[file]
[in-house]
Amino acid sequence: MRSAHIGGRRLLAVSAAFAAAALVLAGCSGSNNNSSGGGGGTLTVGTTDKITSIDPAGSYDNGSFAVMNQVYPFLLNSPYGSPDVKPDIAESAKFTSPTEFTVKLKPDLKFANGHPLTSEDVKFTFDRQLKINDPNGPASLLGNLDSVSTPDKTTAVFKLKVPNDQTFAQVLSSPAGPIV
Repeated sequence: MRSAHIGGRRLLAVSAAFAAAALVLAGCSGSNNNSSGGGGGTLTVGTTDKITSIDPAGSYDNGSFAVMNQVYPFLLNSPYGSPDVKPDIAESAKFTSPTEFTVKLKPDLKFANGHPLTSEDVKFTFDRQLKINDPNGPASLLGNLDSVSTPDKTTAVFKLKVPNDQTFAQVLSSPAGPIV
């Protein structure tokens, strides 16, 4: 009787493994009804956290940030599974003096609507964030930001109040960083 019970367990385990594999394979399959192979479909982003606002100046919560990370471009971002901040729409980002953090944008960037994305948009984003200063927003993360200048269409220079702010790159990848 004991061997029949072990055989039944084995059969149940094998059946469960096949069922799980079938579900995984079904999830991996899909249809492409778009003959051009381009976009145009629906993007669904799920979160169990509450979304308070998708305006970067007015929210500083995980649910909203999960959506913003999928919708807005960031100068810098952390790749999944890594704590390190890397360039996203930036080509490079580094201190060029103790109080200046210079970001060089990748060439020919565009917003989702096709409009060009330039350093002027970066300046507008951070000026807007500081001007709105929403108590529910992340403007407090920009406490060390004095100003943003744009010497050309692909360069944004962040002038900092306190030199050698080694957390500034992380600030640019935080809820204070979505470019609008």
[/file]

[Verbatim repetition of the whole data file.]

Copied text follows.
[in-house]
Amino acid sequence: MRSAHIGGRRLLAVSAAFAAAALVLAGCSGSNNNSSGGGGGTLTVGTTDKITSIDPAGSYDNGSFAVMNQVYPFLLNSPYGSPDVKPDIAESAKFTSPTEFTVKLKPDLKFANGHPLTSEDVKFTFDRQLKINDPNGPASLLGNLDSVSTPDKTTAVFKLKVPNDQTFAQVLSSPAGPIV
Repeated sequence: MRSAHIGGRRLLAVSAAFAAAALVLAGCSGSNNNSSGGGGGTLTVGTTDKITSIDPAGSYDNGSFAVMNQVYPFLLNSPYGSPDVKPDIAESAKFTSPTEFTVKLKPDLKFANGHPLTSEDVKFTFDRQLKINDPNGPASLLGNLDSVSTPDKTTAVFKLKVPNDQTFAQVLSSPAGPIV
């Protein structure tokens, strides 16, 4: 009787493994009804956290940030599974003096609507964030930001109040960083 019970367990385990594999394979399959192979479909982003606002100046919560990370471009971002901040729409980002953090944008960037994305948009984003200063927003993360200048269409220079702010790159990848 004991061997029949072990055989039944084995059969149940094998059946469960096949069922799980079938579900995984079904999830991996899909249809492409778009003959051009381009976009145009629906993007669904799920979160169990509450979304308070998708305006970067007015929210500083995980649910909203999960959506913003999928919708807005960031100068810098952390790749999944890594704590390190890397360039996203930036080509490079580094201190060029103790109080200046210079970001060089990748060439020919565009917003989702096709409009060009330039350093002027970066300046507008951070000026807007500081001007709105929403108590529910992340403007407090920009406490060390004095100003943003744009010497050309692909360069944004962040002038900092306190030199050698080694957390500034992380600030640019935080809820204070979505470019609008």